Prof. Emeritus Art Kruckeberg (1920-2016)
Arthur R. Kruckeberg
March 21, 1920 – May 25, 2016
Art Kruckeberg, Emeritus Professor of Botany, died yesterday at age 96. Art left a legacy as a scholar, teacher, promoter of gardening with native plants, and conservation activist.
Art joined the Botany Department as an Assistant Professor in 1950 after completing his Ph.D. at UC Berkeley. He grew up in California and was imbued with all things botanical from an early age; his family owned a publishing house called Kruckeberg Press, which published gardening and horticultural publications. He began grad school in 1941 at Stanford, where he spent the previous summer as a field assistant for the famous botanical research team of Jens Clausen, David Keck, and William Heisey (Clausen, Keck, and Heisey rolls off the tongue of most botanists the way Tinker, Evers, and Chance does baseball aficionados).
Due to forces beyond his control, graduate study would have to wait. After the attack on Pearl Harbor, Art enlisted in the Navy and was recruited into their language program, where he learned Japanese. He spent the rest of the war years and a year of postwar occupation, translating Japanese documents and interpreting interrogations of captured Japanese prisoners. To the very end of his life, Art was proud of his mastery of Japanese. I had the occasion to spend a week at a conference in Japan with Art in 1989; he could still speak the language AND remembered the plants he had seen there even though it had been over 40 years since he had left Japan.
After the war, he returned to California to start grad school again, this time at Berkeley. He completed his Ph.D. under the supervision of Herbert Mason, with Hans Jenny and G. Ledyard Stebbins on his committee. Mason had recently begun studying the unique flora found on serpentine soils in California. Art’s dissertation (An Experimental Inquiry into the Nature of Endemism on Serpentine Soils) helped bring the descriptive work on serpentine endemism into the realm of experimental science. Art maintained a research program on serpentine plants throughout his career, writing several books for both academic and lay audiences, in addition to a significant body of scientific publications.
Once Art’s academic bona fides were well established, he increasingly devoted his attention to public outreach through his writings, promotion of conservation activism, and pushing for the establishment of environmental legislation to preserve lands for their value to biodiversity. In 1972, he led the movement to create the Washington Natural Area Preserves Act, in 1973, he developed the first list of rare and endangered plants in Washington, in 1976 he helped found the Washington Native Plant Society, in 1982 he helped create the Washington Natural Heritage Program within the Department of Natural Resources to oversee management of natural area preserves and endangered species, and during those years also served on the US Forest Service commission to identify parcels of federal land to preserve as Research Natural Areas. Art was awarded the prestigious Peter Raven Award for public outreach in botany by the American Society of Plant Taxonomists in 2006.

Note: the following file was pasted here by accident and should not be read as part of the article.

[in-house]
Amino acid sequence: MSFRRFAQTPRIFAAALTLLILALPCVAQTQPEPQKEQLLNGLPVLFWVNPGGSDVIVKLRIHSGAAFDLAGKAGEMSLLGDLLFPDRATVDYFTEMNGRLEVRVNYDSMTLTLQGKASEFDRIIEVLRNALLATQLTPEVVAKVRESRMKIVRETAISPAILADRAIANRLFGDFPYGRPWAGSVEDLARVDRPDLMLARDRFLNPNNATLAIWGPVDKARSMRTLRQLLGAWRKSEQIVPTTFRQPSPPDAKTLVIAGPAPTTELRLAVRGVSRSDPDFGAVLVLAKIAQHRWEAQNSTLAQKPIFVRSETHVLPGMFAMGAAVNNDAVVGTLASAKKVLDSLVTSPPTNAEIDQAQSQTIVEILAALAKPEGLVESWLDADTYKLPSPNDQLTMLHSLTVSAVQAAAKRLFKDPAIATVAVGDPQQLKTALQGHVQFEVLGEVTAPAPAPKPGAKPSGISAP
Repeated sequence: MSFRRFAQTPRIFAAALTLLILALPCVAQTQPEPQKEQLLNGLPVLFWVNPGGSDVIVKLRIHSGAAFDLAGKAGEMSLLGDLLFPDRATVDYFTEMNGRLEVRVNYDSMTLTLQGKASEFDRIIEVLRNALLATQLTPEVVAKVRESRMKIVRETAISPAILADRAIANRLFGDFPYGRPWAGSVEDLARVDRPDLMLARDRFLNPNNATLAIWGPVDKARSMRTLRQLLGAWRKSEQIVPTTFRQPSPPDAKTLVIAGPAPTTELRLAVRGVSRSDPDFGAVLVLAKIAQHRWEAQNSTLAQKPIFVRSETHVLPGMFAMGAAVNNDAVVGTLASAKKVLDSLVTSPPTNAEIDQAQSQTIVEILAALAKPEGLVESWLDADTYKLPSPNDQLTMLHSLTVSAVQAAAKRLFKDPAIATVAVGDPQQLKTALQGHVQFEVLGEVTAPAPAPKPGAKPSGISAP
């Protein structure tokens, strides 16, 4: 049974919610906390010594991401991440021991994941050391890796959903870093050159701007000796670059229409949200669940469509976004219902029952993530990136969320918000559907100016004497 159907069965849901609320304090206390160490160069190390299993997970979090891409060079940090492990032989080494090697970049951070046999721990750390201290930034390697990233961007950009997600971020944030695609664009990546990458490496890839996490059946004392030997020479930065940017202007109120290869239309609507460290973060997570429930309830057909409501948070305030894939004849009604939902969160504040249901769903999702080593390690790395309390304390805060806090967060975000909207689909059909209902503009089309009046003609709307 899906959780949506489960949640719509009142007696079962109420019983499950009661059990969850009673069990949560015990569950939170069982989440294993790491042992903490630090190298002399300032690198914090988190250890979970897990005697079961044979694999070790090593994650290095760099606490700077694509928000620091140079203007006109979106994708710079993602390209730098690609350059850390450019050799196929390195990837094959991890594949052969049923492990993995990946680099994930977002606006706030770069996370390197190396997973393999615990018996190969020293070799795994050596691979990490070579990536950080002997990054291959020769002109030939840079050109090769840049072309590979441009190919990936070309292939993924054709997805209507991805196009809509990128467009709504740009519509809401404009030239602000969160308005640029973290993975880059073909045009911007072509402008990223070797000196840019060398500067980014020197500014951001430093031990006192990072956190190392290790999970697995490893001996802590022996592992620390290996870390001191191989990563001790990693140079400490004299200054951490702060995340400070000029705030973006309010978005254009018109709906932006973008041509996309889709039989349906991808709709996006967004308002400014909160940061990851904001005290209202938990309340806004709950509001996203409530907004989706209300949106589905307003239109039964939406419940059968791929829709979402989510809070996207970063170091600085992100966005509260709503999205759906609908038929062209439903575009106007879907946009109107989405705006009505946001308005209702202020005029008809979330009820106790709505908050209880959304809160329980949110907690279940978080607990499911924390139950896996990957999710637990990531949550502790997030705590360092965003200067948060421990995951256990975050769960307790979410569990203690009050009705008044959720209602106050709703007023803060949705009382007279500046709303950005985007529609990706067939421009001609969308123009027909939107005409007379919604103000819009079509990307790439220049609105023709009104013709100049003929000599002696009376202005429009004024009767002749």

Art leaves a living legacy in the form of the 4-acre garden he and his wife Mareen developed over the course of 50 years in Shoreline. This is the “type garden” for his most widely known book “Gardening with Native Plants in the Pacific Northwest.” This book has turned on generations of gardeners to the joy and conservation value of using our native flora in home gardens. When the book was first published, it won the “Governor’s Award” for outstanding books published by Washington authors. The Kruckeberg Botanic Garden is now a public garden owned by the City of Shoreline and managed by the Kruckeberg Botanic Garden Foundation.
Art served on my Ph.D. committee and I have a debt of gratitude for Art’s support over the years. During the last few weeks, I have been sorting through the detritus of a career left behind in Art’s last office in the Plant Lab. With news of his passing, the many memories into the man who influenced me so, take on additional meaning. A legion of friends, colleagues, and many who never met him, but were influenced by his work, will mourn his passing.
"Art in the field -- dashing as ever" (Snoqualmie)